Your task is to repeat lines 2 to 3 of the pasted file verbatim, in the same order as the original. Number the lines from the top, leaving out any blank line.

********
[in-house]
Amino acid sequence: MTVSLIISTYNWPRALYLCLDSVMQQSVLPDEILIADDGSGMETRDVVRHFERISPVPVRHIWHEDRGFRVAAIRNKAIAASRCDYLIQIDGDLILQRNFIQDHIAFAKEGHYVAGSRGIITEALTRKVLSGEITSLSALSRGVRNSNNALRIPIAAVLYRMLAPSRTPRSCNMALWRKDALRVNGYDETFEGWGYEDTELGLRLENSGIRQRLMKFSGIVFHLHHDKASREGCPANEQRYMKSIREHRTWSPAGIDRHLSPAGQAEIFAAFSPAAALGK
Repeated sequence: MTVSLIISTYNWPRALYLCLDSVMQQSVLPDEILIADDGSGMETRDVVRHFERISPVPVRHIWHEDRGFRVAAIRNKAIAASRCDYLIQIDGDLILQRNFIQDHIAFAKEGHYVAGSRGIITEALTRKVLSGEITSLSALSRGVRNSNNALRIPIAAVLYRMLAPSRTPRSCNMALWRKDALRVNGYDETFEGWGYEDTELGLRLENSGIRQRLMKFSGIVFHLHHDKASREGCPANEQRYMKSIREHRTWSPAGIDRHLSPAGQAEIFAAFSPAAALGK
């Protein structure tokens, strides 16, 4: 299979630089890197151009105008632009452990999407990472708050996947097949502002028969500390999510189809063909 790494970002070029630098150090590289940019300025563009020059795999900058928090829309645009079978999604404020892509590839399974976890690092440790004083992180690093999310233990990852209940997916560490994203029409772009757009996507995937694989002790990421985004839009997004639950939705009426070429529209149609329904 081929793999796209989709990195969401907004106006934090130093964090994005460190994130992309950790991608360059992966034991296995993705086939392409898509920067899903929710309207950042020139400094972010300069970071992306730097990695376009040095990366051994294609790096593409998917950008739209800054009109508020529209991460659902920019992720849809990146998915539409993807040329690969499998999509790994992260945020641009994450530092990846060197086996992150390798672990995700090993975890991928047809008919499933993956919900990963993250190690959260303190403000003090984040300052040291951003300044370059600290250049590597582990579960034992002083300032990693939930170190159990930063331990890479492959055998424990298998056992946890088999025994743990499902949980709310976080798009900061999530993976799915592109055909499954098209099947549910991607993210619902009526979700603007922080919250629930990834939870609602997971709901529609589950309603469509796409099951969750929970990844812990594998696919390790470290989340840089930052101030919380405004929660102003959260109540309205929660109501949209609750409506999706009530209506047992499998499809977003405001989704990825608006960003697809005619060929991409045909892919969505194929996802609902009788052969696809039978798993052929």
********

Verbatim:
Amino acid sequence: MTVSLIISTYNWPRALYLCLDSVMQQSVLPDEILIADDGSGMETRDVVRHFERISPVPVRHIWHEDRGFRVAAIRNKAIAASRCDYLIQIDGDLILQRNFIQDHIAFAKEGHYVAGSRGIITEALTRKVLSGEITSLSALSRGVRNSNNALRIPIAAVLYRMLAPSRTPRSCNMALWRKDALRVNGYDETFEGWGYEDTELGLRLENSGIRQRLMKFSGIVFHLHHDKASREGCPANEQRYMKSIREHRTWSPAGIDRHLSPAGQAEIFAAFSPAAALGK
Repeated sequence: MTVSLIISTYNWPRALYLCLDSVMQQSVLPDEILIADDGSGMETRDVVRHFERISPVPVRHIWHEDRGFRVAAIRNKAIAASRCDYLIQIDGDLILQRNFIQDHIAFAKEGHYVAGSRGIITEALTRKVLSGEITSLSALSRGVRNSNNALRIPIAAVLYRMLAPSRTPRSCNMALWRKDALRVNGYDETFEGWGYEDTELGLRLENSGIRQRLMKFSGIVFHLHHDKASREGCPANEQRYMKSIREHRTWSPAGIDRHLSPAGQAEIFAAFSPAAALGK